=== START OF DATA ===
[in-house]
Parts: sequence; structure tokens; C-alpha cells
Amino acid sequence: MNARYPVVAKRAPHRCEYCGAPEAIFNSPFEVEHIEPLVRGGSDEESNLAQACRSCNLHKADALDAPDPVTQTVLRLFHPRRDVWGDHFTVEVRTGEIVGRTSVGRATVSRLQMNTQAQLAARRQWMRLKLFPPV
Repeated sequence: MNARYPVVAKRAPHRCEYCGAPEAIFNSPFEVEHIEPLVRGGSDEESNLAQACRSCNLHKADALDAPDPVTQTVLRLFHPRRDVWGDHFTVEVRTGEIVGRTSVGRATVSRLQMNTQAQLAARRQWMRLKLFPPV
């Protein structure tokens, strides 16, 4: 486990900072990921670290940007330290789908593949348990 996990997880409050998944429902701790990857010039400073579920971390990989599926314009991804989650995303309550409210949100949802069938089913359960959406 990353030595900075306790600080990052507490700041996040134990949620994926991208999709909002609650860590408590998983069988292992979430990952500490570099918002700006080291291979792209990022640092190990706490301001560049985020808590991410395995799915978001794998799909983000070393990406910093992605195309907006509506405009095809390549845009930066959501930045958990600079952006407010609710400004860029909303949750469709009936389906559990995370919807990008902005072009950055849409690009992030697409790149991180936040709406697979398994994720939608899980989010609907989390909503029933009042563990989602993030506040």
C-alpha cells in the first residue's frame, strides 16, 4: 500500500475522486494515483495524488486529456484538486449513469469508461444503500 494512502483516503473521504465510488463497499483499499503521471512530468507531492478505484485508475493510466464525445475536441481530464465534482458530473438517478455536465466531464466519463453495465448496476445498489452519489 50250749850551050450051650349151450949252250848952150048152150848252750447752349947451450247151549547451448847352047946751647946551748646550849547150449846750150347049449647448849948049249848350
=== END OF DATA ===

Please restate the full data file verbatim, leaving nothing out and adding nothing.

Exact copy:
[in-house]
Parts: sequence; structure tokens; C-alpha cells
Amino acid sequence: MNARYPVVAKRAPHRCEYCGAPEAIFNSPFEVEHIEPLVRGGSDEESNLAQACRSCNLHKADALDAPDPVTQTVLRLFHPRRDVWGDHFTVEVRTGEIVGRTSVGRATVSRLQMNTQAQLAARRQWMRLKLFPPV
Repeated sequence: MNARYPVVAKRAPHRCEYCGAPEAIFNSPFEVEHIEPLVRGGSDEESNLAQACRSCNLHKADALDAPDPVTQTVLRLFHPRRDVWGDHFTVEVRTGEIVGRTSVGRATVSRLQMNTQAQLAARRQWMRLKLFPPV
């Protein structure tokens, strides 16, 4: 486990900072990921670290940007330290789908593949348990 996990997880409050998944429902701790990857010039400073579920971390990989599926314009991804989650995303309550409210949100949802069938089913359960959406 990353030595900075306790600080990052507490700041996040134990949620994926991208999709909002609650860590408590998983069988292992979430990952500490570099918002700006080291291979792209990022640092190990706490301001560049985020808590991410395995799915978001794998799909983000070393990406910093992605195309907006509506405009095809390549845009930066959501930045958990600079952006407010609710400004860029909303949750469709009936389906559990995370919807990008902005072009950055849409690009992030697409790149991180936040709406697979398994994720939608899980989010609907989390909503029933009042563990989602993030506040």
C-alpha cells in the first residue's frame, strides 16, 4: 500500500475522486494515483495524488486529456484538486449513469469508461444503500 494512502483516503473521504465510488463497499483499499503521471512530468507531492478505484485508475493510466464525445475536441481530464465534482458530473438517478455536465466531464466519463453495465448496476445498489452519489 50250749850551050450051650349151450949252250848952150048152150848252750447752349947451450247151549547451448847352047946751647946551748646550849547150449846750150347049449647448849948049249848350